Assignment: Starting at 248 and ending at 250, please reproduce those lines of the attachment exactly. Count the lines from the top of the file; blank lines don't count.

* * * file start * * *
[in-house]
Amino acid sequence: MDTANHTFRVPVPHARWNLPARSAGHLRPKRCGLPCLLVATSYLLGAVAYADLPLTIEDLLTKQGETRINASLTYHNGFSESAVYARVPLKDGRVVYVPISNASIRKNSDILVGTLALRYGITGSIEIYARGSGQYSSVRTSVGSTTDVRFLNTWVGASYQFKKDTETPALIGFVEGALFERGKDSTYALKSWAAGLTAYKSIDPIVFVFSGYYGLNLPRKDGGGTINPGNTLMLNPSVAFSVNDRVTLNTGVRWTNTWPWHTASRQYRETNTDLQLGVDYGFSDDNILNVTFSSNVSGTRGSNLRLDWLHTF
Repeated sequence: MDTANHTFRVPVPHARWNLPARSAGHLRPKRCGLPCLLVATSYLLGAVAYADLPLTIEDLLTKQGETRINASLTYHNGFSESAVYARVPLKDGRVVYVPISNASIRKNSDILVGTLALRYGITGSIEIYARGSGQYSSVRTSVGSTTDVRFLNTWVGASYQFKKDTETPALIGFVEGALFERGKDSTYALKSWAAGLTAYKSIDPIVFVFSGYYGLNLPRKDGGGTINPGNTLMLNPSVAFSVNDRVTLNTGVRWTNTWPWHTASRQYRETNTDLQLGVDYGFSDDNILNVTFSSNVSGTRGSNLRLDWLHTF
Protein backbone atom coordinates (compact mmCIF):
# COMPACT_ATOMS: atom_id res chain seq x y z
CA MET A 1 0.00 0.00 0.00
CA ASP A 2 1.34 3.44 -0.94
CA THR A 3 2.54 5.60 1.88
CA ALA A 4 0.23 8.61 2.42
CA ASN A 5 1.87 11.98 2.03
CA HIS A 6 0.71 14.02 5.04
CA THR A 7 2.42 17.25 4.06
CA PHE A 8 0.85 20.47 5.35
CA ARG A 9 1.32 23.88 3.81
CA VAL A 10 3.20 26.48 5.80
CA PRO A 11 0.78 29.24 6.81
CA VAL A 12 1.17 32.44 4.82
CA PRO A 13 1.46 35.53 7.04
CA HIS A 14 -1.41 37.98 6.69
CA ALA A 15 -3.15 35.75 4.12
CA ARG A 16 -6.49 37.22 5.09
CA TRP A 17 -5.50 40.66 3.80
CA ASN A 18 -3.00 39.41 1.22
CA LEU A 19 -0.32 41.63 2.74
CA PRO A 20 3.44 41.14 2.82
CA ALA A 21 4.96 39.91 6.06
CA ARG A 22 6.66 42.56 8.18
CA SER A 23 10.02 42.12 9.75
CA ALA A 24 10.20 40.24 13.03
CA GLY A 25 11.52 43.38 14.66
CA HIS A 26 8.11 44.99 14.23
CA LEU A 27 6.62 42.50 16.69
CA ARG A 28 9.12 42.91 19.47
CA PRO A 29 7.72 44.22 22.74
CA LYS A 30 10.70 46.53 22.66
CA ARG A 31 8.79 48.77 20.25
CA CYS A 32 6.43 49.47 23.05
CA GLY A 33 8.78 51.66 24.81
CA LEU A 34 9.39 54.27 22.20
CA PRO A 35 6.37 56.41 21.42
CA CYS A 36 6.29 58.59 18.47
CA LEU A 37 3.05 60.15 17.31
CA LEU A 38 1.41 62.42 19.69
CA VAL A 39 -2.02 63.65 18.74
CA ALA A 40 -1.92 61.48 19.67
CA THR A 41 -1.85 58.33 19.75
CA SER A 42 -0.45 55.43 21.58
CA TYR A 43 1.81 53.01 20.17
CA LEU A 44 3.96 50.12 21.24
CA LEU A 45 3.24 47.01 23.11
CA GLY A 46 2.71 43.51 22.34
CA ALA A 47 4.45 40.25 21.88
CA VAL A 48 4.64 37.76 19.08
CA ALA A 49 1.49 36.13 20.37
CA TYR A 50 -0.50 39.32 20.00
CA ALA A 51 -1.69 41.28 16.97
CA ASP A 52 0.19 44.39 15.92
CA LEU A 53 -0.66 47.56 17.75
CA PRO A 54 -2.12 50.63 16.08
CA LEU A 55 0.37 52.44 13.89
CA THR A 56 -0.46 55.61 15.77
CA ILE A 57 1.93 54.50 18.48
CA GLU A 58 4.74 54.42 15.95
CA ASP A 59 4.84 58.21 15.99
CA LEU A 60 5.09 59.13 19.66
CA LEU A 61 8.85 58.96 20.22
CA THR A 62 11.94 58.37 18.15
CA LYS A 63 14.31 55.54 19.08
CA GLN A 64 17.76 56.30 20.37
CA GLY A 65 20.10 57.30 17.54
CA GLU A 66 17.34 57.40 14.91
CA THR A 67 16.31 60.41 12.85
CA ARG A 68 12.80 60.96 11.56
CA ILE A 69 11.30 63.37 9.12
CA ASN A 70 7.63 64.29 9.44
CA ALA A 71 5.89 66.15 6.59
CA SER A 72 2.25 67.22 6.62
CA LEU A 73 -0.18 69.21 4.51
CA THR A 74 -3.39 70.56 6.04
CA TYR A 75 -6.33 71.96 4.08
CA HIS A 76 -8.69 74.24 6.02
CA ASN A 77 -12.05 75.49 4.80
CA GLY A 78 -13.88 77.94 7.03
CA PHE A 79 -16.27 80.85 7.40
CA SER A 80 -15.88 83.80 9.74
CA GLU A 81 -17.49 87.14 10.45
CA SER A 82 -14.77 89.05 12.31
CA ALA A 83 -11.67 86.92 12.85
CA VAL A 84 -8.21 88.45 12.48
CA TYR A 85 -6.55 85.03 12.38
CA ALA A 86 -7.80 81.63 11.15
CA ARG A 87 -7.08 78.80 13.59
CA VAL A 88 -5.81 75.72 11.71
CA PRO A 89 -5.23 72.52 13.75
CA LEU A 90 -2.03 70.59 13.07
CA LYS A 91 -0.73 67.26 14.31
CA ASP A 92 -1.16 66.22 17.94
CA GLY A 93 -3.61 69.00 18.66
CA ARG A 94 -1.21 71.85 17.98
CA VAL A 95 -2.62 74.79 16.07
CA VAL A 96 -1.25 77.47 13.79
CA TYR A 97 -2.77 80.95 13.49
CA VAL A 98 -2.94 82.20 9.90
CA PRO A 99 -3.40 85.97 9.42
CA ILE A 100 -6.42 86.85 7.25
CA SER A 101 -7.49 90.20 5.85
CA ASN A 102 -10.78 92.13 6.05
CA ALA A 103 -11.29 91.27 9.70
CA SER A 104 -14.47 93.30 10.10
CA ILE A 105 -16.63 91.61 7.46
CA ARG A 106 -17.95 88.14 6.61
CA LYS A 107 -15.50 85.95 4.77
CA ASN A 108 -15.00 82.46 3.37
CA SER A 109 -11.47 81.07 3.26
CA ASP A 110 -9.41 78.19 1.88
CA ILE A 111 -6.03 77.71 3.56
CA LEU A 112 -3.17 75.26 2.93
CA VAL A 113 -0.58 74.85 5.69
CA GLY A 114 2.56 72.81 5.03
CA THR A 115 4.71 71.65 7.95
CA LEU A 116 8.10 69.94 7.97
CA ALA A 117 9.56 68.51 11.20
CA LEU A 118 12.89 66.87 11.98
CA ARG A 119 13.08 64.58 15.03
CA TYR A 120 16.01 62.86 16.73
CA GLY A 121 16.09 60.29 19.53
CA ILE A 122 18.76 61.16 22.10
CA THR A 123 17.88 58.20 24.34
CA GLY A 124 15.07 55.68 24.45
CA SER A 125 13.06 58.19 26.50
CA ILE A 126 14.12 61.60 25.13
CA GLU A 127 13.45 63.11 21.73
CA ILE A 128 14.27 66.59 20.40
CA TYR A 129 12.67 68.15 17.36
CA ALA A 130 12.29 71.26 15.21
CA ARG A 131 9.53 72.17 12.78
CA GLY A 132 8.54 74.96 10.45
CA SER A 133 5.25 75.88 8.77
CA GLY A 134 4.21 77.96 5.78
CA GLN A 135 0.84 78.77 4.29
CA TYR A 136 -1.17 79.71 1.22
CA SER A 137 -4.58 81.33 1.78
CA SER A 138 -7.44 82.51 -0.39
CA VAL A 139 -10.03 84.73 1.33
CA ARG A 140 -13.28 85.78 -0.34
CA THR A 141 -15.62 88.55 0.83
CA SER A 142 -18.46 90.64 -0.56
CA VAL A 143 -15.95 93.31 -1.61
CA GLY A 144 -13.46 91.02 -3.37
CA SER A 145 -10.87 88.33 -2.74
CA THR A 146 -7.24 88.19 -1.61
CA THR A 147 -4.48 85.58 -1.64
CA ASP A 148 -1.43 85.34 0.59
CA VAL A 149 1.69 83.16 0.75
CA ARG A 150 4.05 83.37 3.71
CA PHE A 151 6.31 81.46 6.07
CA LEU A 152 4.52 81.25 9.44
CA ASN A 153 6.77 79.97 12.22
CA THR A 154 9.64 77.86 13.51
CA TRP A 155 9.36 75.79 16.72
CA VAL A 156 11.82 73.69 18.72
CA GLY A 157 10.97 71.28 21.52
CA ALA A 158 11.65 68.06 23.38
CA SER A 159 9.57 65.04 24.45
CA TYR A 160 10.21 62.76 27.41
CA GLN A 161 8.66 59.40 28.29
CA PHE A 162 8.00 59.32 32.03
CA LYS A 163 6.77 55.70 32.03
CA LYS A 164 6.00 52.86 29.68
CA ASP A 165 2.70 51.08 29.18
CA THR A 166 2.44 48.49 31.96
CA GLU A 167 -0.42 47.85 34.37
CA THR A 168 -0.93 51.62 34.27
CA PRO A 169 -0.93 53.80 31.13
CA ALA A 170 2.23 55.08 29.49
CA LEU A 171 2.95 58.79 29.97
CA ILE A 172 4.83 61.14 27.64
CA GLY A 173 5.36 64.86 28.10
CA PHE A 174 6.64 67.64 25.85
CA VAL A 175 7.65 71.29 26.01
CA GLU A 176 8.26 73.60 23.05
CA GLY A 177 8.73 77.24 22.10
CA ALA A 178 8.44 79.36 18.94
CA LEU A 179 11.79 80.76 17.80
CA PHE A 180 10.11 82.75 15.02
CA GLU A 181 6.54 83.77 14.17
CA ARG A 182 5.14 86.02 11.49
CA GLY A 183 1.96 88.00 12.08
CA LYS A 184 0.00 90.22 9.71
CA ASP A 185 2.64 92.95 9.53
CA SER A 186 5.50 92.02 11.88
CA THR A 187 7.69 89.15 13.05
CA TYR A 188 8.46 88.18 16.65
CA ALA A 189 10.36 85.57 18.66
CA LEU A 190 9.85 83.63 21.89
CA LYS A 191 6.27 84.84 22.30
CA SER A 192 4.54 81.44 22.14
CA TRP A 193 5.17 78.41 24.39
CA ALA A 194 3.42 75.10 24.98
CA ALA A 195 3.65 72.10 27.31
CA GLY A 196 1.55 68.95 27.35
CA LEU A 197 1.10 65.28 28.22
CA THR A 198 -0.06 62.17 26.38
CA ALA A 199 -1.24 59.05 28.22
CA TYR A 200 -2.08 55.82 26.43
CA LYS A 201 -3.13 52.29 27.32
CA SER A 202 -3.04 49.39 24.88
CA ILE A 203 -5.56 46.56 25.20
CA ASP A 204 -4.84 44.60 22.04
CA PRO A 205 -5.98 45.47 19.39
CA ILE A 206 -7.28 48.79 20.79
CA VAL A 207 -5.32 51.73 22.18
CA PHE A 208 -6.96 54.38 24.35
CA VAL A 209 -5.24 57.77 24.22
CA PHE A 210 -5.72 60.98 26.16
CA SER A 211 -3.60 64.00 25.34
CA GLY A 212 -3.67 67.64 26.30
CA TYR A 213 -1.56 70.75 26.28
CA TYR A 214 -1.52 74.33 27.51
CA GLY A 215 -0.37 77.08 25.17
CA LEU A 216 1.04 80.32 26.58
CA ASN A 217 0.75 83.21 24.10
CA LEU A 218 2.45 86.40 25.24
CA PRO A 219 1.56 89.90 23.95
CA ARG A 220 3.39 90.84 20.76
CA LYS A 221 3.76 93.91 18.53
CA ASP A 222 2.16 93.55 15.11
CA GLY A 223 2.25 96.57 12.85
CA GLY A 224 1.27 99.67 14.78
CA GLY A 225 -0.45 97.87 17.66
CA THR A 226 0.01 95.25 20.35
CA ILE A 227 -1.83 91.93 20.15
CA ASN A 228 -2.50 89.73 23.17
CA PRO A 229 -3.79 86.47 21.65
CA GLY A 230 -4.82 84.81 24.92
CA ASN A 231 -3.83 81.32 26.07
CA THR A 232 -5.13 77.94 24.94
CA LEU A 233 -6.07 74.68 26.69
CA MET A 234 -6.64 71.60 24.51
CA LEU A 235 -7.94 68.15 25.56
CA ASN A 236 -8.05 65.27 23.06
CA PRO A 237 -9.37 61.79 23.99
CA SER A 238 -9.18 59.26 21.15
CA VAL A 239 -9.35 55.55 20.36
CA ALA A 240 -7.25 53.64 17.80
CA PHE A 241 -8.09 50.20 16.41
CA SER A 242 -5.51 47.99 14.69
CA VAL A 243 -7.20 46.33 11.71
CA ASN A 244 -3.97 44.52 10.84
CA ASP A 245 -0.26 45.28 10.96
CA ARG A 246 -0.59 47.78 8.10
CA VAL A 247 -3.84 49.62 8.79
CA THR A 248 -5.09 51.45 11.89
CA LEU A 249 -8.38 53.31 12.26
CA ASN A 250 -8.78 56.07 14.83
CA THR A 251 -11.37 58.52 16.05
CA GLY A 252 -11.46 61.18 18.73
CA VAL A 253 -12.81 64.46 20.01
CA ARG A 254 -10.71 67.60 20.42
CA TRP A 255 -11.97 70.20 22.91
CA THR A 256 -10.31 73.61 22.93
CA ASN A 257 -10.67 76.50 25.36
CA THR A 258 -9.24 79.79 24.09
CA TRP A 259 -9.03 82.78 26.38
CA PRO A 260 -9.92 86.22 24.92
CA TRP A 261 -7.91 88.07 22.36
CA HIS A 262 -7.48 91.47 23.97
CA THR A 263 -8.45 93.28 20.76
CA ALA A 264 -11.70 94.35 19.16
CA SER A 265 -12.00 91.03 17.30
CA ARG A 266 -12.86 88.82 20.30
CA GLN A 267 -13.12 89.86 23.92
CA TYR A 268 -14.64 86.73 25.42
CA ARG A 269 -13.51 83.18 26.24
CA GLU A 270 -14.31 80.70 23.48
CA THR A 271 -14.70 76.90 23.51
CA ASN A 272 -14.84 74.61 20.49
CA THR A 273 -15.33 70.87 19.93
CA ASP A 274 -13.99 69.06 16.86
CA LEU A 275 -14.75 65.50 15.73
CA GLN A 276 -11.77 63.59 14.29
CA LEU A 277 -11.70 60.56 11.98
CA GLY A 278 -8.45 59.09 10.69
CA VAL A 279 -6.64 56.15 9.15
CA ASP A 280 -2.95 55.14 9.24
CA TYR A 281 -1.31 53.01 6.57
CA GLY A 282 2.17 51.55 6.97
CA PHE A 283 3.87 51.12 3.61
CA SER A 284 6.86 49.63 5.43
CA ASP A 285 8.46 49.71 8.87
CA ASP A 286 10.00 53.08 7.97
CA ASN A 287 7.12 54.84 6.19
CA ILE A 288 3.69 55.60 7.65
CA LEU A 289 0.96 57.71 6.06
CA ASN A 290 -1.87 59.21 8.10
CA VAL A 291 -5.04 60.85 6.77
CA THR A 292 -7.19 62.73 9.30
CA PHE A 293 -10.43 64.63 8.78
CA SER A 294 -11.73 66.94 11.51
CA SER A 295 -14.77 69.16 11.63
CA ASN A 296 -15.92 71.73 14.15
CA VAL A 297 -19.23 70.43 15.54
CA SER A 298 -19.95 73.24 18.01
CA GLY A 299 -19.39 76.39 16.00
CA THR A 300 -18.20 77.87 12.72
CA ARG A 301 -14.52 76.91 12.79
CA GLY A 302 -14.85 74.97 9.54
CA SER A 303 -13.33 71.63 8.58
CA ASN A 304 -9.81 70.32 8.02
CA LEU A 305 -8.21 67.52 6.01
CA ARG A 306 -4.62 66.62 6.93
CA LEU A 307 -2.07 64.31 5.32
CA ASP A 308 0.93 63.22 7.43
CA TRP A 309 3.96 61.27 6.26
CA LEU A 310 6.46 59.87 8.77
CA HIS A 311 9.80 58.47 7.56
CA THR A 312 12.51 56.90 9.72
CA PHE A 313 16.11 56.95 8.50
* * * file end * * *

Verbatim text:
CA VAL A 243 -7.20 46.33 11.71
CA ASN A 244 -3.97 44.52 10.84
CA ASP A 245 -0.26 45.28 10.96